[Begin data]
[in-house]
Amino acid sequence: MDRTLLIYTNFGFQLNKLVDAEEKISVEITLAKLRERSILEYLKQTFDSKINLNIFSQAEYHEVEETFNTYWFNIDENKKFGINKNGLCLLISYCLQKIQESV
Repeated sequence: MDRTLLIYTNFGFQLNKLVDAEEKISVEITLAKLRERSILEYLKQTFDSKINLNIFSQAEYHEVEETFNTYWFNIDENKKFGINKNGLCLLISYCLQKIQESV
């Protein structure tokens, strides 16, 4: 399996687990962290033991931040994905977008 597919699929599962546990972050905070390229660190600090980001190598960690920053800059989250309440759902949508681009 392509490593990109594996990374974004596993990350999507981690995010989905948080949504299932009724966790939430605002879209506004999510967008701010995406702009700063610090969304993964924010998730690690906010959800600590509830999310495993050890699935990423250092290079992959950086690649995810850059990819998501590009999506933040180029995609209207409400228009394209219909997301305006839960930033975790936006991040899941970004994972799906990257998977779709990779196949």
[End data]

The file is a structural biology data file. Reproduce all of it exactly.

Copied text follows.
[in-house]
Amino acid sequence: MDRTLLIYTNFGFQLNKLVDAEEKISVEITLAKLRERSILEYLKQTFDSKINLNIFSQAEYHEVEETFNTYWFNIDENKKFGINKNGLCLLISYCLQKIQESV
Repeated sequence: MDRTLLIYTNFGFQLNKLVDAEEKISVEITLAKLRERSILEYLKQTFDSKINLNIFSQAEYHEVEETFNTYWFNIDENKKFGINKNGLCLLISYCLQKIQESV
């Protein structure tokens, strides 16, 4: 399996687990962290033991931040994905977008 597919699929599962546990972050905070390229660190600090980001190598960690920053800059989250309440759902949508681009 392509490593990109594996990374974004596993990350999507981690995010989905948080949504299932009724966790939430605002879209506004999510967008701010995406702009700063610090969304993964924010998730690690906010959800600590509830999310495993050890699935990423250092290079992959950086690649995810850059990819998501590009999506933040180029995609209207409400228009394209219909997301305006839960930033975790936006991040899941970004994972799906990257998977779709990779196949």